| Left: a view from the rear. Visible is a plate before the driver (with the periscope lacking), the gearbox and the steering wheel shaft. The seats could be shifted in longitudinal axis, and there were small holes before them, to remove trash. |
Right: a view towards the rear. Visible is a transversal beam, on which suspension frames were mounted. The driver's seat is lacking a backrest, and there is lacking a toolbox on a shelf behind the driver. Due to a lack of a radiator, there is a mesh of additional cooling air outlet visible in right bottom corner, covered with a hatch. Right behind the driver's seat there was a hatch in the floor for additional cooling, hardly recognizable.
|A view towards right rear corner. Visible is a fuel tank and an ammunition rack behind commander's seat, for eight boxes. The commander's backrest was mounted on this rack. On the shelf above the track there were racks for one ammunition box (to the left) and two boxes (to the right). The sixteenth box was attached to the machine gun. There is also visible a shaft for crank-starting the engine. Between observation hatches there should be an exhaust pipe outlet.|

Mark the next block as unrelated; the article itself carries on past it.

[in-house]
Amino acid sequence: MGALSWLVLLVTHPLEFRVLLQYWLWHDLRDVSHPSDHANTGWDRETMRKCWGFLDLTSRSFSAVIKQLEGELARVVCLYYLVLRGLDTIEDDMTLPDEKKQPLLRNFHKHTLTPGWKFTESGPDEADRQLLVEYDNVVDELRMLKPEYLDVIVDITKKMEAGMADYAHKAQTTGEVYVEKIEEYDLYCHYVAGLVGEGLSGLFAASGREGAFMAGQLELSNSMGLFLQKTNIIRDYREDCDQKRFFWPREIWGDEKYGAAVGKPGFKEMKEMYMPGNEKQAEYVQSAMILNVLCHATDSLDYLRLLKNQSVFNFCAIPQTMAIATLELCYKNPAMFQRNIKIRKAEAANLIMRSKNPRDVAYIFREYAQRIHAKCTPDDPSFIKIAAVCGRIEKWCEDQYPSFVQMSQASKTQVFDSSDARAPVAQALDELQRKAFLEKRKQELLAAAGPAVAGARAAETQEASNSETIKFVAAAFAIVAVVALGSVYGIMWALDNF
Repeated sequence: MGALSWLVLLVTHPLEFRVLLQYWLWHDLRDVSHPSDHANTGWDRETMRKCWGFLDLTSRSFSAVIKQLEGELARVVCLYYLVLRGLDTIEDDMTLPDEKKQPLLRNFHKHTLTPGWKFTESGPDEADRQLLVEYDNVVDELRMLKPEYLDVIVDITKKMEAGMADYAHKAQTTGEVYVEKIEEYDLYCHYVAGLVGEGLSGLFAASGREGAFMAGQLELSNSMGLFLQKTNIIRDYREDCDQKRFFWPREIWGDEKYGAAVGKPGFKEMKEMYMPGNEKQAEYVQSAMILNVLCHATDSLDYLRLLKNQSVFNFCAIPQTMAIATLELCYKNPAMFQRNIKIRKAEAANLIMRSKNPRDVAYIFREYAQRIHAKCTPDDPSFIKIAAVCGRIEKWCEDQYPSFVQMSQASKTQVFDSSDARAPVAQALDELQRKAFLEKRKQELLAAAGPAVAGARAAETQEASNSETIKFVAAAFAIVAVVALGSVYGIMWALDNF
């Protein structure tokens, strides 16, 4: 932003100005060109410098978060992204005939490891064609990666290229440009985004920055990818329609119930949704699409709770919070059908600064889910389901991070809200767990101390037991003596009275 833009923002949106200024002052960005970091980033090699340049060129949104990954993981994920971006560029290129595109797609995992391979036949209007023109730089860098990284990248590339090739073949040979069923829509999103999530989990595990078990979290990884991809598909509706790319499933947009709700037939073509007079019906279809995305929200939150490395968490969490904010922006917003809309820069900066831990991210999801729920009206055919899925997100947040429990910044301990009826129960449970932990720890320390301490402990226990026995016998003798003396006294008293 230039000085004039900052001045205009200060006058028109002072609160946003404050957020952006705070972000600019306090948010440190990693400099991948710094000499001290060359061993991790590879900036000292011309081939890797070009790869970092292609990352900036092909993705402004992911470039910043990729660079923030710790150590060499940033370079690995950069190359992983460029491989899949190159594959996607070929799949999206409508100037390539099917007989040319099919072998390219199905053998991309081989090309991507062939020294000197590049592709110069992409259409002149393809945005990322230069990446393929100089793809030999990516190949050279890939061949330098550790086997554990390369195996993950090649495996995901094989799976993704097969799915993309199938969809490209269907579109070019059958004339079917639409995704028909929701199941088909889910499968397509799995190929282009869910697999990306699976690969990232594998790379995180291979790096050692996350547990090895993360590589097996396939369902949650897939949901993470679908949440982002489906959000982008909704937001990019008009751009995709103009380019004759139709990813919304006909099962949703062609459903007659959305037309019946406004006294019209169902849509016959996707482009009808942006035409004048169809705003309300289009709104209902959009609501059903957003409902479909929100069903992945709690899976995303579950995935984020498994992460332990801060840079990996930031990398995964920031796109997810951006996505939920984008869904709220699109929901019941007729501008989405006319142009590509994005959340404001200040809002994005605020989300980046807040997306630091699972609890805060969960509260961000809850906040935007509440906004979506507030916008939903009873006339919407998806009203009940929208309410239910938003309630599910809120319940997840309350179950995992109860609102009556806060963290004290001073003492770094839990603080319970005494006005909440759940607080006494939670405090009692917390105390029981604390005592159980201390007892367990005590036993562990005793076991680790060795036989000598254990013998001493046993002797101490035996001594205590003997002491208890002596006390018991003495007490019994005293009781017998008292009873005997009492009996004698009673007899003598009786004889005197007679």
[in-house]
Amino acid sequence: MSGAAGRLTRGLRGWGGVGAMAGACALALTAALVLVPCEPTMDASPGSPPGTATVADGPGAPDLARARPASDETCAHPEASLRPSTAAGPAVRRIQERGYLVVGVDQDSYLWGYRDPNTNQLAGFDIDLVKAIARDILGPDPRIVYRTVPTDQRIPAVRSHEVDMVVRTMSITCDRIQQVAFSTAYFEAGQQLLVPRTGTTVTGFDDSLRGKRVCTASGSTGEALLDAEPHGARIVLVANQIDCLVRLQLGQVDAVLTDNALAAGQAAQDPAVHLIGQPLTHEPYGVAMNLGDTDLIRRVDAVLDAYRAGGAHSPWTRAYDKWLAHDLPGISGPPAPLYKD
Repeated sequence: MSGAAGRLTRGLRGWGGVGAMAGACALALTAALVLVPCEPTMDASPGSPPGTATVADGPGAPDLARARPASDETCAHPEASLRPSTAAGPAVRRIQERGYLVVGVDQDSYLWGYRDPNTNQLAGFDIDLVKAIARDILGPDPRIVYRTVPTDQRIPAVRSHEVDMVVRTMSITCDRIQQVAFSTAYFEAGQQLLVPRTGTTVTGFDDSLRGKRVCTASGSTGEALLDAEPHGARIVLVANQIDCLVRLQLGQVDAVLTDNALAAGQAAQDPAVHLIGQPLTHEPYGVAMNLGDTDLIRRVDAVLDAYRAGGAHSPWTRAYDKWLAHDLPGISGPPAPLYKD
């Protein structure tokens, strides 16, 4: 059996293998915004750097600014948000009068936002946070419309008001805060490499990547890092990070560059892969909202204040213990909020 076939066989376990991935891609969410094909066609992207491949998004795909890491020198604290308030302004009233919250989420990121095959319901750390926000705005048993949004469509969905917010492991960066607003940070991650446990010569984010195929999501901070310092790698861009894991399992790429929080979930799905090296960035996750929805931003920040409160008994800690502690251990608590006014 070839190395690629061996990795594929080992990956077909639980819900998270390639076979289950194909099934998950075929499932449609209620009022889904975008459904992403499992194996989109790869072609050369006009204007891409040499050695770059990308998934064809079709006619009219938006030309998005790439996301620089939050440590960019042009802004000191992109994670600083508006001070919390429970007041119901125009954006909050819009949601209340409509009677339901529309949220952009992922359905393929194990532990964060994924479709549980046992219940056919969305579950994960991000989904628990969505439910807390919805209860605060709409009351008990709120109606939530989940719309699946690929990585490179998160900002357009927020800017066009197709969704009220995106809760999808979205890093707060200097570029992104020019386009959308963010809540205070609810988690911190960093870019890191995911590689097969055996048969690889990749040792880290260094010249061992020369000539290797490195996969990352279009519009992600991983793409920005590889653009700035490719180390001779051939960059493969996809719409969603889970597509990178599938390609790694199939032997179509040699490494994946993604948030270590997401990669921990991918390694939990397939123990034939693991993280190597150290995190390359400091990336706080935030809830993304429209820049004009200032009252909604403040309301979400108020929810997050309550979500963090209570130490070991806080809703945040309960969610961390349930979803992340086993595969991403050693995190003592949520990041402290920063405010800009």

Photographs from the the International Defence Industry Salon (MSPO) in September 2016 in Kielce. Author: Micha³ Derela.
|Right: a view from the right, on the commander's seat. Visible is the engine, which had no cover from this side. Deep on the left side there is a dynamo. An electric component on the right might be modern, though (it is not described in the manual).|
|A view on the driver's place. The steering wheel and the dashboard are visible. Owing to an exhaust collector proximity, the engine has a cover from this side, with an asbest layer. On the top there is a hood for an ignition distributor. In front of the engine there is an air filter (we don't know about its originality). A red button's purpose and originality is not known either (according to a manual, an ignition adjustment lever should be near this place).|
|A view on the driver's place. The tankette has a radiator, and reconstructed insulated exhaust hose in place. Belts used as backrests are provisional – there should be strapped canvas-covered cushions, filled with felt.|
You can mail me with questions or comments.
Photos copyright to Micha³ Derela and Zbyszek Cheda © 2005, released under cc-by-sa-2.5 licence.